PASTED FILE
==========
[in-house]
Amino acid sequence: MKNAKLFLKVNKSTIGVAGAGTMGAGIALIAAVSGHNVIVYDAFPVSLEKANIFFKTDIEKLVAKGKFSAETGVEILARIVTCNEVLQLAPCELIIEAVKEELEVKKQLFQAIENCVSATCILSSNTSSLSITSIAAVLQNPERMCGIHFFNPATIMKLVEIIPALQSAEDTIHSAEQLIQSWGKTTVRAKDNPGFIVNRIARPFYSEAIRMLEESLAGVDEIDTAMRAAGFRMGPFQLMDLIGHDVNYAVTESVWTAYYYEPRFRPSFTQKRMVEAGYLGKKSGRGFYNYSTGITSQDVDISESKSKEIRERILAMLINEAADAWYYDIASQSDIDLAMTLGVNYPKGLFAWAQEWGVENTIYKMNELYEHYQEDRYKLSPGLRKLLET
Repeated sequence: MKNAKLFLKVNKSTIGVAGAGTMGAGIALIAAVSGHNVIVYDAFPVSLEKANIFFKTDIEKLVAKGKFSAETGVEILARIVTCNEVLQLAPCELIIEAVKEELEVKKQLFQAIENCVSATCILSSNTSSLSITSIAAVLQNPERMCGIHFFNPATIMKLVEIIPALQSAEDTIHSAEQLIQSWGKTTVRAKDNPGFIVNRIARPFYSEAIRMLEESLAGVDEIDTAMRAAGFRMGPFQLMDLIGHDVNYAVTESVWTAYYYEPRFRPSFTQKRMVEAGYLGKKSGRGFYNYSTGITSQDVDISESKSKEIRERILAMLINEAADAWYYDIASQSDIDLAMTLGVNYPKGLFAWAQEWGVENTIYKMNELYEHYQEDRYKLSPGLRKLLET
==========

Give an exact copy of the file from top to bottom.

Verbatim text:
[in-house]
Amino acid sequence: MKNAKLFLKVNKSTIGVAGAGTMGAGIALIAAVSGHNVIVYDAFPVSLEKANIFFKTDIEKLVAKGKFSAETGVEILARIVTCNEVLQLAPCELIIEAVKEELEVKKQLFQAIENCVSATCILSSNTSSLSITSIAAVLQNPERMCGIHFFNPATIMKLVEIIPALQSAEDTIHSAEQLIQSWGKTTVRAKDNPGFIVNRIARPFYSEAIRMLEESLAGVDEIDTAMRAAGFRMGPFQLMDLIGHDVNYAVTESVWTAYYYEPRFRPSFTQKRMVEAGYLGKKSGRGFYNYSTGITSQDVDISESKSKEIRERILAMLINEAADAWYYDIASQSDIDLAMTLGVNYPKGLFAWAQEWGVENTIYKMNELYEHYQEDRYKLSPGLRKLLET
Repeated sequence: MKNAKLFLKVNKSTIGVAGAGTMGAGIALIAAVSGHNVIVYDAFPVSLEKANIFFKTDIEKLVAKGKFSAETGVEILARIVTCNEVLQLAPCELIIEAVKEELEVKKQLFQAIENCVSATCILSSNTSSLSITSIAAVLQNPERMCGIHFFNPATIMKLVEIIPALQSAEDTIHSAEQLIQSWGKTTVRAKDNPGFIVNRIARPFYSEAIRMLEESLAGVDEIDTAMRAAGFRMGPFQLMDLIGHDVNYAVTESVWTAYYYEPRFRPSFTQKRMVEAGYLGKKSGRGFYNYSTGITSQDVDISESKSKEIRERILAMLINEAADAWYYDIASQSDIDLAMTLGVNYPKGLFAWAQEWGVENTIYKMNELYEHYQEDRYKLSPGLRKLLET